Born in Wuhu, Anhui Province, China, Hui-Ming, he left home when he was 16 years old and attended the University of Amoy in China.
By virtue of his English proficiency, he served as an interpreter with the U.S. Army Air Forces in the China-Burma-India Theater during World War II. He was an interpreter at the Infantry Training Center in Guilin and at the Command and General Staff School in Kunming. He won a Commendation of Merit from the U.S. Army Air Forces. In the course of his duties, he met Gen. and Madam Chiang Kai-shek and top U.S. commanders, including Gen. Joseph Stilwell and Gen. Henry "Hap" Arnold.
He immigrated to the United States after the war and resumed his education, earning a B.S. in economics from the University of Missouri and a M.A. in economics from New York University.
After teaching Chinese language and literature at Yale University from 1951-61, he followed his desire to be an artist and joined the art department at the Moses Brown School in Providence, R.I., eventually rising to be department head.
He moved to Amherst in 1964 to join the Art Department where he taught painting, drawing, calligraphy and basic design. He also served on the board of The Massachusetts Review. His retirement in 1988 allowed him to pursue his artistic endeavors full-time. His art evolved through many media, including watercolor, oil, woodcuts and calligraphy. His ability to blend Chinese and Western styles reflected his love of art and poetry. Numerous galleries and museums featured his work.
He created Epoh Studio Press, collaborating with printmaker Harold McGrath of The Gehenna Press. His limited-edition set of "Birds and Animals" prints published by The Gehenna Press is included in the Beinecke Rare Book and Manuscript Library collection at Yale University and the Library of Congress.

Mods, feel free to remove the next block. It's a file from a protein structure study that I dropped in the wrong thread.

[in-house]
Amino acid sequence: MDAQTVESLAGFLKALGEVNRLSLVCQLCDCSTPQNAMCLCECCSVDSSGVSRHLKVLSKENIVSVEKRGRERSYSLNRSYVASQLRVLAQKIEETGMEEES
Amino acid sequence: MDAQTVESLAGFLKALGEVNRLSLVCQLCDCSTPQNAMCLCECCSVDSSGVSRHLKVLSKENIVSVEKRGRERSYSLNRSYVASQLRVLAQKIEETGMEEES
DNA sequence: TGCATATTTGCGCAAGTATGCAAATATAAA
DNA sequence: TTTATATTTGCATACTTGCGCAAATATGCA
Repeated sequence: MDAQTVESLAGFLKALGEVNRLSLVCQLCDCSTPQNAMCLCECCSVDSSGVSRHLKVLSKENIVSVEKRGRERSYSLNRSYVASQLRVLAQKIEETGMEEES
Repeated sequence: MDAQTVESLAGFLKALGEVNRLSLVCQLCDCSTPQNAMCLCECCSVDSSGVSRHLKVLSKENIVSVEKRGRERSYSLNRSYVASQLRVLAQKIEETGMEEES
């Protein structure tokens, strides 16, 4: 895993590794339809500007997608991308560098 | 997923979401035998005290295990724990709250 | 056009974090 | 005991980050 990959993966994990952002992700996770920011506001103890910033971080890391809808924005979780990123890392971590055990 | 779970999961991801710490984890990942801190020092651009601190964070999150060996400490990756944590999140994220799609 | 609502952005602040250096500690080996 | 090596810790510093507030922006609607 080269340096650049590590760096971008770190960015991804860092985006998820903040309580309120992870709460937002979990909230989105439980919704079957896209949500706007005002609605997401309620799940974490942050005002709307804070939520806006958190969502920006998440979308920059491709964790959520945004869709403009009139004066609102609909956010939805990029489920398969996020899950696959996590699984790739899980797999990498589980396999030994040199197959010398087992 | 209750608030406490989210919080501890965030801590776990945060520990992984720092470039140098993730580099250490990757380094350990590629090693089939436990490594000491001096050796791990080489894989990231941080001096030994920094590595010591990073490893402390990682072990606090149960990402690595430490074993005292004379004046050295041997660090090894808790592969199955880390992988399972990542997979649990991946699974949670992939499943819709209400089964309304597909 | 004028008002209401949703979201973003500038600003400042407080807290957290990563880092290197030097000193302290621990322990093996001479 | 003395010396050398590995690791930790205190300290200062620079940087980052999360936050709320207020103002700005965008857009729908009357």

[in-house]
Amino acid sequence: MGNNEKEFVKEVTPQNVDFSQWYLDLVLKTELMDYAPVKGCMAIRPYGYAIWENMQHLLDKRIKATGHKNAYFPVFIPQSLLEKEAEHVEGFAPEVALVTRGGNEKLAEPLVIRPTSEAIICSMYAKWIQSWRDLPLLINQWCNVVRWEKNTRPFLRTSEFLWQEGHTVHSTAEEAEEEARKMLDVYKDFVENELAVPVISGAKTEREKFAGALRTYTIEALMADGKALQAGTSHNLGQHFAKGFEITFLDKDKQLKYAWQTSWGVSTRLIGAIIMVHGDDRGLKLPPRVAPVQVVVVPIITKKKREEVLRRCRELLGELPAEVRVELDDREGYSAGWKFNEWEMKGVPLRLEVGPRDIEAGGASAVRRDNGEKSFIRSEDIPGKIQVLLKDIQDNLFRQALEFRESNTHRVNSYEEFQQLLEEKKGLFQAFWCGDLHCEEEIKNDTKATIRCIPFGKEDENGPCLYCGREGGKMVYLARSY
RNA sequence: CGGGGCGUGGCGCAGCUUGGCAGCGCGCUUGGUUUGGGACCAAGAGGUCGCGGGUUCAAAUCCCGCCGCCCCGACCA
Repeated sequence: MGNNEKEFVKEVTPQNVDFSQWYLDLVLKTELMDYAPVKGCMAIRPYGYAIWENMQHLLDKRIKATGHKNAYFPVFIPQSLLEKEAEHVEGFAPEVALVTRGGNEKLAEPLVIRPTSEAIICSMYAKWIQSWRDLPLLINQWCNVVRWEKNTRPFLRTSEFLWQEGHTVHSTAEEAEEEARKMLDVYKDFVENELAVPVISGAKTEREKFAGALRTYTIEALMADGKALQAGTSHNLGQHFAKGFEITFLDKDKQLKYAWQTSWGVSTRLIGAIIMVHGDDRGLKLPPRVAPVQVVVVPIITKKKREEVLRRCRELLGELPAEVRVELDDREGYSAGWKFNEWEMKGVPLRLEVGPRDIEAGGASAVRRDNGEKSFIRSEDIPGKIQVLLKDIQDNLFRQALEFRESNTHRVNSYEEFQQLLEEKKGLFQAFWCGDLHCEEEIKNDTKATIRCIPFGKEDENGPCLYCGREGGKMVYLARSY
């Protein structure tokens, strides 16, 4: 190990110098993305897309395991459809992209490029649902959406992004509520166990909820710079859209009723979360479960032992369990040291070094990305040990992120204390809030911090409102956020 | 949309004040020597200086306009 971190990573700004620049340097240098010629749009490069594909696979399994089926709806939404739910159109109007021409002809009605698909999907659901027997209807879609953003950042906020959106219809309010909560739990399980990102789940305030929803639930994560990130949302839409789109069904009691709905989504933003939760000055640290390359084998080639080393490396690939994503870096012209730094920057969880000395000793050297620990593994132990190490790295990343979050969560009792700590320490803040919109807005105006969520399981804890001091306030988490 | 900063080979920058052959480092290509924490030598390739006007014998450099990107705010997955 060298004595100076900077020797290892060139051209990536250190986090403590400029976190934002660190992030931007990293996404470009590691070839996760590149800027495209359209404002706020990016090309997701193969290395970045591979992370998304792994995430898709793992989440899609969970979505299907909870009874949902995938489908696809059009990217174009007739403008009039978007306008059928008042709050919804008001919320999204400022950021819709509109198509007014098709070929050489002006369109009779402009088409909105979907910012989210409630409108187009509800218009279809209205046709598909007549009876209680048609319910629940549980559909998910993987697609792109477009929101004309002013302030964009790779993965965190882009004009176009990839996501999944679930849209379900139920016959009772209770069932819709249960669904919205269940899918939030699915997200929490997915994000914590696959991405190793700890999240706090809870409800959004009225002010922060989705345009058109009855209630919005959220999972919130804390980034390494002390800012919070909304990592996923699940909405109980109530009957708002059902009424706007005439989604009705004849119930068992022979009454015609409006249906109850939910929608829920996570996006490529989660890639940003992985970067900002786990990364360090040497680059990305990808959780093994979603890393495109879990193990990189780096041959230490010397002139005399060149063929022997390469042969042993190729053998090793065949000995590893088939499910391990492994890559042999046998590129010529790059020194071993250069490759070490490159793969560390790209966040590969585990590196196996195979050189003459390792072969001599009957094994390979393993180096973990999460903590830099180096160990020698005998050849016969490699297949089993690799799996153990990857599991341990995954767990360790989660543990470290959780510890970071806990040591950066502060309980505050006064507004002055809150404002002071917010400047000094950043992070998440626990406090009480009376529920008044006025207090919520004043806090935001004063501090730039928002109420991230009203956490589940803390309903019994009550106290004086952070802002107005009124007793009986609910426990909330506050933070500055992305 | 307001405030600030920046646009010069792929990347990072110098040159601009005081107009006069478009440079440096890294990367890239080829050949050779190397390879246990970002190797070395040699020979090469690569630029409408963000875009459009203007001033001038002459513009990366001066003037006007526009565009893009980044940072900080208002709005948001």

He published five other books, including "The Boat Untied," poems by Tang Dynasty poets, and "Land on the Tip of a Hair: Poems in Wood," illustrated by woodcuts for poems written by poets he knew personally: Robert Bly, David Ignatow, Linda Pastan, William Stafford, James Tate and others.
In "Ten Poems and Lyrics by Mao Tse-tung," Hui-Ming translated 10 poems by the Chinese leader which concern historical incidents in the Chinese Revolution, especially the Long March into Northwestern China during the 1930s. Wang’s woodcuts illustrate "Jumping Out of Bed," a book of poetry by Robert Bly, and "Robert Francis: Collected Poems 1936-1976," a book of poetry dedicated to him by his friend, Amherst poet Robert Francis.
Wang also created campaign posters to support the anti-Vietnam War platforms of 1968 Democratic presidential candidate Eugene McCarthy and 1972 Democratic presidential candidate George McGovern. Both candidates visited Wang in Amherst in appreciation.